Admission into a state hospital requires a court order.
Each patient in state hospitals is admitted by order of a California court. More than 90 percent of our patients are forensic psychiatric patients, which means they are mental health patients who also have some involvement with the criminal justice system. The rest of our patients are admitted through a civil court process because they pose a danger to themselves or others and the mental health services of the county are insufficient to care for the individual.

Mental Health Services – Individuals seeking non-crisis mental health services should first contact their county’s Mental Health Program. Here is a list of all county program phone numbers.

Different types of treatment for are required for state hospital patients.
All patients in state hospitals have an individualized treatment plan developed with them. Each patient is assigned to a treatment team, consisting of a psychiatrist, psychologist, social worker, rehabilitation therapist, and nursing staff. Members of the team complete clinical evaluations and assessments that guide team members in individualizing treatment interventions and which are documented in the patient’s treatment plan.

Risk factors, discharge criteria, focus of treatment, objectives, and interventions are determined based on the patient’s needs, strengths, and commitment type. Daily interventions are provided by team members and other trained staff to support progress. The patient’s progress is tracked by the team and reviewed in monthly treatment conferences which include discussion of the plan and progress with the patient.

The overall goal of treatment is preparing each one of our patients for discharge and to be successful in what comes next. For some, that next step may be life back in a community, for others it may be a criminal trial or a return to prison. Regardless, the Department of State Hospitals is committed to providing treatment that meets the highest therapeutic standards in a safe environment for staff and patients, while maintaining responsible stewardship, excellence in forensic evaluation, and excellence in treatment.

What follows is information that provides a closer look at different treatment program that occur within our hospital as well as programs that continue for some after discharge. There is also information on the clinical team behind these programs.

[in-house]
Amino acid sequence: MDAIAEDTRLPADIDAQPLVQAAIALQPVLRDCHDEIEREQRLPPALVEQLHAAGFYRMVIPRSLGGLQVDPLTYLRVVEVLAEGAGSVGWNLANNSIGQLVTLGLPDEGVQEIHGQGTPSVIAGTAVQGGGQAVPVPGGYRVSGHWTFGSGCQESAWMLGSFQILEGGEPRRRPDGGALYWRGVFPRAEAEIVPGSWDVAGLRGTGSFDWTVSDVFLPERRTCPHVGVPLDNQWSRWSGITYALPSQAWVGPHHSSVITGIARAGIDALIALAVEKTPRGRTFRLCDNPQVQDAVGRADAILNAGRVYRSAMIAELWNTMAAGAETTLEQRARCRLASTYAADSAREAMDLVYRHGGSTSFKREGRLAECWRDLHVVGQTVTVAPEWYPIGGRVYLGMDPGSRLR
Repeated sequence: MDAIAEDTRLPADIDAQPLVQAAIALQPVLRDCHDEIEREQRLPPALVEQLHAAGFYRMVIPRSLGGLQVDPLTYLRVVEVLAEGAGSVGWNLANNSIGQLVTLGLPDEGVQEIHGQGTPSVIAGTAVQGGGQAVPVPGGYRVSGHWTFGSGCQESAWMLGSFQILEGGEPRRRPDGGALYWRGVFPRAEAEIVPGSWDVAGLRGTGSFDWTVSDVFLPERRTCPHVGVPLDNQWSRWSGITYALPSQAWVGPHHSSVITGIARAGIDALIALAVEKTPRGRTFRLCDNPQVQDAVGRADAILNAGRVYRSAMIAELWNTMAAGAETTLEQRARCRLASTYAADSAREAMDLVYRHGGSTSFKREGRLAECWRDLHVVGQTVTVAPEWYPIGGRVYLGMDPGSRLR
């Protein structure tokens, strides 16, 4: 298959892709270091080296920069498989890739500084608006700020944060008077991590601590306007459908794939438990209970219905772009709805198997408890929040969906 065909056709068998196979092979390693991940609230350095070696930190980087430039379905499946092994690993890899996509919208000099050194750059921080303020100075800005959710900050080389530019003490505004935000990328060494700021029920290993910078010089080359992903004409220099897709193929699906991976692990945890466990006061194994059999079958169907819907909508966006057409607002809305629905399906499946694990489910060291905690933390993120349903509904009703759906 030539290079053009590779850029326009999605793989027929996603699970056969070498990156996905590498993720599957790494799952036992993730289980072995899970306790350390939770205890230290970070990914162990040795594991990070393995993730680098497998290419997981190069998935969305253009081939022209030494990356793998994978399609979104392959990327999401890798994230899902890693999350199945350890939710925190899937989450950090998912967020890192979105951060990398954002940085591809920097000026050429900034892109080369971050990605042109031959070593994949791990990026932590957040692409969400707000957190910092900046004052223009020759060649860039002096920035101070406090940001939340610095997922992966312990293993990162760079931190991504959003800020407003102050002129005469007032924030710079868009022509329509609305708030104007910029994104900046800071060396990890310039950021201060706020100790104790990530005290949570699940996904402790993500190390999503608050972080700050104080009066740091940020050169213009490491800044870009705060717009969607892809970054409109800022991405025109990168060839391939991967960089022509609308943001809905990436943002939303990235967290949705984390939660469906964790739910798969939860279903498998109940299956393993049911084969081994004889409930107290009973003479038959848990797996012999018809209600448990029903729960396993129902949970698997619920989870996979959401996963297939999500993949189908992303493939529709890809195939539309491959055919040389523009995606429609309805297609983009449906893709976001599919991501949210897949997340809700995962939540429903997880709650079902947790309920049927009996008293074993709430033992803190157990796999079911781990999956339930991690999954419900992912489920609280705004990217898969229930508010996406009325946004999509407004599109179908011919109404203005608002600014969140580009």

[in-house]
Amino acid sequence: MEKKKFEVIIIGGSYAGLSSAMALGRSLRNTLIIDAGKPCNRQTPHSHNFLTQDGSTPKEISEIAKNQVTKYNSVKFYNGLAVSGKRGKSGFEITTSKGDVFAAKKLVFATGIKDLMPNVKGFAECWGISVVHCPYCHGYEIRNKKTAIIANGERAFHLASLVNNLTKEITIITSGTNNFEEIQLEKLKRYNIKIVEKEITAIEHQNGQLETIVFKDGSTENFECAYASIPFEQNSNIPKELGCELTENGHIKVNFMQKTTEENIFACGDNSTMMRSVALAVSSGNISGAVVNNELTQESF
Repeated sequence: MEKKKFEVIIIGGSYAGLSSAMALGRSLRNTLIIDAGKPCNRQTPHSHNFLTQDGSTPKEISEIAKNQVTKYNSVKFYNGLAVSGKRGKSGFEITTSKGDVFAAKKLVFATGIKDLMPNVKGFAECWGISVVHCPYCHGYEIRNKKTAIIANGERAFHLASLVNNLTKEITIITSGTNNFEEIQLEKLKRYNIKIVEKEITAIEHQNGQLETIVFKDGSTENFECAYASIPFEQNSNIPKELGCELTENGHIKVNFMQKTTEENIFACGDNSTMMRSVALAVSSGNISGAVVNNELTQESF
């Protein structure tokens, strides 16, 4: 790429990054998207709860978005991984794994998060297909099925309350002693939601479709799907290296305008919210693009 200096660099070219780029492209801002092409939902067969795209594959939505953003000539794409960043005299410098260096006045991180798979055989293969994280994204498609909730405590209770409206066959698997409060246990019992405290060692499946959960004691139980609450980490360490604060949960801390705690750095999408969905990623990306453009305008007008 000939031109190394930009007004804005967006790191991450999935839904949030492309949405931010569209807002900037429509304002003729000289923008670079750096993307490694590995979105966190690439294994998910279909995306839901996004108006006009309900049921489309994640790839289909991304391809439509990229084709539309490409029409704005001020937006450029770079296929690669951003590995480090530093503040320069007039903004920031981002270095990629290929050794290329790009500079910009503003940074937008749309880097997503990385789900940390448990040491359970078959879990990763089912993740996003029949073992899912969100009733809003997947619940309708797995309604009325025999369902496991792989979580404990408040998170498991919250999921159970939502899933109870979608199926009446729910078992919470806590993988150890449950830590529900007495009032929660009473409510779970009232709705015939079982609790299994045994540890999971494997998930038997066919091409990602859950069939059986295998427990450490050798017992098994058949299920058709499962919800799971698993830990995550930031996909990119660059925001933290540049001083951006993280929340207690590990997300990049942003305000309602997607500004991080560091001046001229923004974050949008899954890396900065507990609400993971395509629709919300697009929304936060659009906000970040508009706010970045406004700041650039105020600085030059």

Civil Commitment Program

People who come to a state hospital in California through a civil commitment require physically secure 24-hour care that is not available through community programs. They have been found by the court to be a danger to themselves or others, or unable to provide for their own basic needs, such as health and safety, because of a mental disorder.
See more about Civil Commitments and Treatment

Clinical Operations

The Clinical Operations Division develops and sets clinical standards for California’s Department of State Hospitals. Through this division, clinical staff has a voice in setting priorities, planning and decisions. The division works with statewide clinical leadership, to identify best practices and improve training.
See more about Clinical Operations

Conditional Release

Some forensic patients are allowed to transition from being a patient in our hospitals to living in a California community by participating in an outpatient treatment system known as Conditional Release (CONREP). Individuals must agree to follow a treatment plan designed by specialists and approved by the committing court. In order to protect the public, individuals who do not comply with treatment are reported to the court and can be returned to the state hospital.
See more about Conditional Release

Forensic Commitment Programs

People who come to a facility of California’s Department of State Hospitals under a forensic commitment are individuals who have been charged with or convicted of criminal behavior related to their mental illness. Some are referred by a criminal court for treatment that will help them to understand the criminal charges against them and to assist in their own defense. Others are admitted after they have been found not guilty by reason of insanity. A third group of forensic commitments are individuals who a state prisoners in need of mental health treatment.
See more about Forensic Commitments and Treatment

Sex Offender Commitment Program

Concerns about violent, mentally disordered sex offenders being released from prison resulted in the Legislature creating a new category of civil commitment for individuals. Upon release from prison, a person determined by a court to be a sexually violent predator (SVP) may be placed in a state hospital facility. The initial term of commitment is indeterminate and the individuals are evaluated annually. If a judge later determines that the individual is no longer likely to commit an act of sexual violence, that person can be unconditionally released. Some civilly committed SVPs are allowed to transition from being a patient in our hospitals to living in a California community by participating in an outpatient treatment system.
See more about the Sex Offender Commitment Program and Treatment